Ring Confidential Transaction (RingCT) in an Ethereum Smart Contract
This is part of a research project. Not to be used in production! (yet at least ;-)
This repository contains two part:
- A python implementation of RingCT letting users generate and verify valid Ring Confidential Transaction.
- A solidity implementation of the verification part of a RingCT.
The goal of this project is to create tokens that could be traded in RingCT providing anonymous payments method to the Ethereum blockchain. Because of the cost of elliptic curve multiplication and addition this is for now not realistic. However, the Ethereum developpers plans to introduce precompiled instructions for the EVM which would make this project realistic. This ReadMe will be updated once the EIP 102 is live on the main net.
For test purpose it is best run with truffle.
RingCT is a method to execute anonymous transactions. It is lives on the Monero blockchain. It was proposed by Shen Noether and published in Ledger It works by creating a ring for each transaction. This way the payment issuer can only be identified as one of people in the ring but not more precisely.
RingCT also incorpore Confidential Transaction as proposed by Gregory Maxwell. This way, the amount of the transaction is hidden. It however forces us to use range signature which take a good amount of storage.
RingCT offers a good balance between privacy and usability. As implemented on the Monero blockchain, it ensure payer anonymity in the set on input public keys, as well as payee anonymity thanks to Stealth Addresses. Thanks to RingCT, most of the attacks that were possible in the early days of Monero.
This implementation still faces different challenges, some of them could be resolvable in the near future though. For example, like all the anonymous transactions implemented as part of a smart contracts, we didn't solve the problem of who's paying the gas for the contract execution and the information leak that can be associated with it. The implementation of gas balance in Ethereum contracts EIP 101 would from our current understanding not solve the whole problem but move it a bit further. If you have any idea or contribution on the matter, we are happy to discuss! The cost of gas of a transaction (currently >1 billion, still obvious place for improvement though) is a big challenge too. We are now also doing some estimation of the cost after the introduction of the compiled ECADD and ECMUL opcode.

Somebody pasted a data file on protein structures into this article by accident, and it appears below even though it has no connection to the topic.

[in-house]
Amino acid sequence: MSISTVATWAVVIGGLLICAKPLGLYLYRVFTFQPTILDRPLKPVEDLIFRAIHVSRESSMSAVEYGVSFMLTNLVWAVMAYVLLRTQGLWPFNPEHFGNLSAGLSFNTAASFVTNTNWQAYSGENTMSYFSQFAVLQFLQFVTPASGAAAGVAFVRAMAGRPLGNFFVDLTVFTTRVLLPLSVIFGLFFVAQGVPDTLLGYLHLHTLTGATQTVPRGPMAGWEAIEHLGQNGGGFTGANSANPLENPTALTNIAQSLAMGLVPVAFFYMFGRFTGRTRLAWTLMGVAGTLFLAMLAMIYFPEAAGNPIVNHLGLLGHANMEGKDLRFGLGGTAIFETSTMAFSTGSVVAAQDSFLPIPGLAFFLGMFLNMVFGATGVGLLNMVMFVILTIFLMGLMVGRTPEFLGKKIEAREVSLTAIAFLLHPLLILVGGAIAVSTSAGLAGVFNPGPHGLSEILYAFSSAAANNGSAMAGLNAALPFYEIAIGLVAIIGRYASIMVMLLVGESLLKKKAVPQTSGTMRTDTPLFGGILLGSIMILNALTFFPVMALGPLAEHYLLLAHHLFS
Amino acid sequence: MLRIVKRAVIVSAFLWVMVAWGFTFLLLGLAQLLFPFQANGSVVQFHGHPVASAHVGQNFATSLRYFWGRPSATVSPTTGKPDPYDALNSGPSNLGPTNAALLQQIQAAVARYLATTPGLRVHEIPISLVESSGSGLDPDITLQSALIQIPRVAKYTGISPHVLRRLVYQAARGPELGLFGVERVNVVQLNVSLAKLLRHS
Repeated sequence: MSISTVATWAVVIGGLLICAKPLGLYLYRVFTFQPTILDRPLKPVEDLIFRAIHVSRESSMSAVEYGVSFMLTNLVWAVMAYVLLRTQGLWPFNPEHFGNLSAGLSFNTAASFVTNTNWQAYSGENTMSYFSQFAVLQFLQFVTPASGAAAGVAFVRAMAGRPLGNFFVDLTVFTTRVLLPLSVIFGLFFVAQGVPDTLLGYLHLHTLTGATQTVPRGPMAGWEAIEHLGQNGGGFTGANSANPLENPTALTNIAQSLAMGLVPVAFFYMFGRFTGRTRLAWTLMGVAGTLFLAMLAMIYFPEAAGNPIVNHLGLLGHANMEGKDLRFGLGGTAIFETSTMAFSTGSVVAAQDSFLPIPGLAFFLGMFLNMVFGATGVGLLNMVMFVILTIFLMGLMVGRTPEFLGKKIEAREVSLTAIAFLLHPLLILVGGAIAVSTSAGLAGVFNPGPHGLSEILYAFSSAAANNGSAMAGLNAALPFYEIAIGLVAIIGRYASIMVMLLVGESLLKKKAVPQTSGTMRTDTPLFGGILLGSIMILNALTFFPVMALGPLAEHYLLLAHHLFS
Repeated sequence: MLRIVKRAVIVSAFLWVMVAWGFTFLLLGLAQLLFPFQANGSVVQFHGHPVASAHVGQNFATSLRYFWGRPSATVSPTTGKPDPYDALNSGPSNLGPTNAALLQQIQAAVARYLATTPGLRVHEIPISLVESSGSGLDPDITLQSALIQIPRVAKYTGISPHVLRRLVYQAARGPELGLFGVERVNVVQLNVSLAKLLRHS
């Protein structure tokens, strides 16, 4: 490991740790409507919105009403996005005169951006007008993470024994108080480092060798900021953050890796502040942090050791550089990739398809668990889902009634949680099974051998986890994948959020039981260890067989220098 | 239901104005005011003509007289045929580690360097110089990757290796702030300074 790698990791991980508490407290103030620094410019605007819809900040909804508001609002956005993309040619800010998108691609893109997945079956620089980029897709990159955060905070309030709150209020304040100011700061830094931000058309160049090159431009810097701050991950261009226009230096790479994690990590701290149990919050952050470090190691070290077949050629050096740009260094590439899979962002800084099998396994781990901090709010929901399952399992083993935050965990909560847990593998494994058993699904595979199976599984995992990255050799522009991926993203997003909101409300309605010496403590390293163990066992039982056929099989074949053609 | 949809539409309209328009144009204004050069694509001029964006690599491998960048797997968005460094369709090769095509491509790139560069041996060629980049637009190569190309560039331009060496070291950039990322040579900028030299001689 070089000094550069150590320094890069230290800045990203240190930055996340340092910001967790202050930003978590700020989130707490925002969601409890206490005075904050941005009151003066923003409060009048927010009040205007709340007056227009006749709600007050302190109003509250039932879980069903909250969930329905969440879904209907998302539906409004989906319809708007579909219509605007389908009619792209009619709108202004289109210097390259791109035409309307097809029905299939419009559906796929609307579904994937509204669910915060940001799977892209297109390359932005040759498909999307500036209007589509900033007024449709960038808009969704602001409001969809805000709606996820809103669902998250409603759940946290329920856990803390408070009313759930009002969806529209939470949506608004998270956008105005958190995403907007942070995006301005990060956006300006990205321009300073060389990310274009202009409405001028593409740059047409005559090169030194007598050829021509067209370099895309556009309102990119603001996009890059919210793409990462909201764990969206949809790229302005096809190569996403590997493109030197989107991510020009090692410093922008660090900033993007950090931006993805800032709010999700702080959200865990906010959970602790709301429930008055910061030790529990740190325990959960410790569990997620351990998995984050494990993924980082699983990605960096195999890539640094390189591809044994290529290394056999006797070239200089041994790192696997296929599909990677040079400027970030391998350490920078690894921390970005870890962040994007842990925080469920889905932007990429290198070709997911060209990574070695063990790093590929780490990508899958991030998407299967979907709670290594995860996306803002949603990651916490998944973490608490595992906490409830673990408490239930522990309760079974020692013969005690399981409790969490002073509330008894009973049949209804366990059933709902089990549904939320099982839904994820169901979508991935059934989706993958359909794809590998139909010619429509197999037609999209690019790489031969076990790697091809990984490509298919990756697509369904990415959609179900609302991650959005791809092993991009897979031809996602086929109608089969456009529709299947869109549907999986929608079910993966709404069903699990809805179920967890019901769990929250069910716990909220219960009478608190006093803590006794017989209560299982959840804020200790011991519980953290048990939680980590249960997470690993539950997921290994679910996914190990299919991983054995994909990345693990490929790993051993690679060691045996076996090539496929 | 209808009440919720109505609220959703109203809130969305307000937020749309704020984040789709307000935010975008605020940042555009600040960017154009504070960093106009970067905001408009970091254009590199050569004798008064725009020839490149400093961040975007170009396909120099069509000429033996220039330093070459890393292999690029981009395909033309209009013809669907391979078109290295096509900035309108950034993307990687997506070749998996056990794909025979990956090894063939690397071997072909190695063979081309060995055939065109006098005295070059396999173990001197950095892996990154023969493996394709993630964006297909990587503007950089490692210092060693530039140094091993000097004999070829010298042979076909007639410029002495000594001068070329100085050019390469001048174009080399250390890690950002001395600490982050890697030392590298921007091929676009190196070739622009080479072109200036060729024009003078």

This project is still in development. At term, an eventual tokenization is possible as part of an ERC20 token. As stated above, there are still big challenge to solve. We might also relax some privacy contraints if the challenges seem unsolvable. Other elements are on the road map, like the switch to Switch commitments to lighten the size of the range proofs.
Any contributions is welcome as this is still a side project for the main author.
The python implementation can be found in the offline folder.
ethJsonRPC You will need a modified version of ethJsonRPC. You can install it with
pip install git+https://github.com/vwvw/ethjsonrpc.git
It is needed because the timeout in the official version is too short for the long running time of the ring verification in the EVM. truffle
To run the script you will first need to launch an instance of testrpc. From your truffle-dapp folder launch the following command:
And in another terminal window again from the truffle-dapp folder:
truffle migrate > contractAddress.txt && cat contractAddress.txt && python3 ../RingCT/offline/ringCT.py
The execution of the script is quite long. Especially the verification since it is executed in the EVM, please be patient (~25min on a 2017 laptop).
This implementation can be found in the online folder. The ecadd (elliptic curve addition), ecmul (elliptic curve multiplication), JtoA (Jacobian to Affine elliptic curve point transformation) as well as dependant methods are taken from the work of Selma Steinhoff.
This repository contain the work done during the spring semester of 2017 as part of an Introduction to Research in Computer Science at ETH Zürich. I was helped and advised by Dr Arthur Gervais.